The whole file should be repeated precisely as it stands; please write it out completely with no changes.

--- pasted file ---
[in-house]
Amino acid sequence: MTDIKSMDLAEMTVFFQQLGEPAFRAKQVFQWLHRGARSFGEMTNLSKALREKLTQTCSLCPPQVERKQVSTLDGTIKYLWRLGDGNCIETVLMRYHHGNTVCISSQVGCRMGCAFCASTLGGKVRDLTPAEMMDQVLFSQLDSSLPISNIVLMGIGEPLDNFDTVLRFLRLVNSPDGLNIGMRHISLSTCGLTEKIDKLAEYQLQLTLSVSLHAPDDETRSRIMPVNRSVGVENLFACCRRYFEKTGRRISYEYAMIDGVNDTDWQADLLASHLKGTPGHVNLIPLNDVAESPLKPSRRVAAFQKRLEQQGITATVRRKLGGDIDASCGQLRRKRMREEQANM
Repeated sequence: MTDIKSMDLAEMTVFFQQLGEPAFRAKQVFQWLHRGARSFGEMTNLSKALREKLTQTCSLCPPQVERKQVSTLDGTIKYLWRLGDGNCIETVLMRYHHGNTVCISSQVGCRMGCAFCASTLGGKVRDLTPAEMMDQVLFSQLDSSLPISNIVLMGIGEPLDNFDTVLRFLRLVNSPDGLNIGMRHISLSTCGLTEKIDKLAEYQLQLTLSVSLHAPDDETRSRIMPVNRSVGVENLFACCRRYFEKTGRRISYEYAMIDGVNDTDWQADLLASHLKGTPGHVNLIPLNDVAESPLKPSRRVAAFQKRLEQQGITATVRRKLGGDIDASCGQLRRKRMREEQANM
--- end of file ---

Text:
[in-house]
Amino acid sequence: MTDIKSMDLAEMTVFFQQLGEPAFRAKQVFQWLHRGARSFGEMTNLSKALREKLTQTCSLCPPQVERKQVSTLDGTIKYLWRLGDGNCIETVLMRYHHGNTVCISSQVGCRMGCAFCASTLGGKVRDLTPAEMMDQVLFSQLDSSLPISNIVLMGIGEPLDNFDTVLRFLRLVNSPDGLNIGMRHISLSTCGLTEKIDKLAEYQLQLTLSVSLHAPDDETRSRIMPVNRSVGVENLFACCRRYFEKTGRRISYEYAMIDGVNDTDWQADLLASHLKGTPGHVNLIPLNDVAESPLKPSRRVAAFQKRLEQQGITATVRRKLGGDIDASCGQLRRKRMREEQANM
Repeated sequence: MTDIKSMDLAEMTVFFQQLGEPAFRAKQVFQWLHRGARSFGEMTNLSKALREKLTQTCSLCPPQVERKQVSTLDGTIKYLWRLGDGNCIETVLMRYHHGNTVCISSQVGCRMGCAFCASTLGGKVRDLTPAEMMDQVLFSQLDSSLPISNIVLMGIGEPLDNFDTVLRFLRLVNSPDGLNIGMRHISLSTCGLTEKIDKLAEYQLQLTLSVSLHAPDDETRSRIMPVNRSVGVENLFACCRRYFEKTGRRISYEYAMIDGVNDTDWQADLLASHLKGTPGHVNLIPLNDVAESPLKPSRRVAAFQKRLEQQGITATVRRKLGGDIDASCGQLRRKRMREEQANM